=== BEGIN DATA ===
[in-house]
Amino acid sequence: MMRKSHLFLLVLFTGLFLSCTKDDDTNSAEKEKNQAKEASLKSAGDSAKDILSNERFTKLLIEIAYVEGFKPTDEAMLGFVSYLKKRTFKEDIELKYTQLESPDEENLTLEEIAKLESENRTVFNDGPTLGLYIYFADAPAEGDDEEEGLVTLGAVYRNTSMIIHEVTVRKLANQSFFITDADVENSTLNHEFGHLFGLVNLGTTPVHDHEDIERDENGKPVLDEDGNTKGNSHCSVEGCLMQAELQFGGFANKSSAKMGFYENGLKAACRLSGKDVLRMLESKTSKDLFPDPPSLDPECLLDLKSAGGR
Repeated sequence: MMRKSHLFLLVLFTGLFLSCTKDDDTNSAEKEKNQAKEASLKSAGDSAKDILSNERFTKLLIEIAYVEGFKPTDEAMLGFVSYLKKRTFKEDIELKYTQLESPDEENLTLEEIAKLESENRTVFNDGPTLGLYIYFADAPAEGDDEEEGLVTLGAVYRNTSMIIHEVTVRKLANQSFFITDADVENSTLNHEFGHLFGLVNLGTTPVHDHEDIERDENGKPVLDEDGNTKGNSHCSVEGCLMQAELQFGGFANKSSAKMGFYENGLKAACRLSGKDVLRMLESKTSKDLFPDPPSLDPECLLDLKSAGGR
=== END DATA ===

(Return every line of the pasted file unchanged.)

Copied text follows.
[in-house]
Amino acid sequence: MMRKSHLFLLVLFTGLFLSCTKDDDTNSAEKEKNQAKEASLKSAGDSAKDILSNERFTKLLIEIAYVEGFKPTDEAMLGFVSYLKKRTFKEDIELKYTQLESPDEENLTLEEIAKLESENRTVFNDGPTLGLYIYFADAPAEGDDEEEGLVTLGAVYRNTSMIIHEVTVRKLANQSFFITDADVENSTLNHEFGHLFGLVNLGTTPVHDHEDIERDENGKPVLDEDGNTKGNSHCSVEGCLMQAELQFGGFANKSSAKMGFYENGLKAACRLSGKDVLRMLESKTSKDLFPDPPSLDPECLLDLKSAGGR
Repeated sequence: MMRKSHLFLLVLFTGLFLSCTKDDDTNSAEKEKNQAKEASLKSAGDSAKDILSNERFTKLLIEIAYVEGFKPTDEAMLGFVSYLKKRTFKEDIELKYTQLESPDEENLTLEEIAKLESENRTVFNDGPTLGLYIYFADAPAEGDDEEEGLVTLGAVYRNTSMIIHEVTVRKLANQSFFITDADVENSTLNHEFGHLFGLVNLGTTPVHDHEDIERDENGKPVLDEDGNTKGNSHCSVEGCLMQAELQFGGFANKSSAKMGFYENGLKAACRLSGKDVLRMLESKTSKDLFPDPPSLDPECLLDLKSAGGR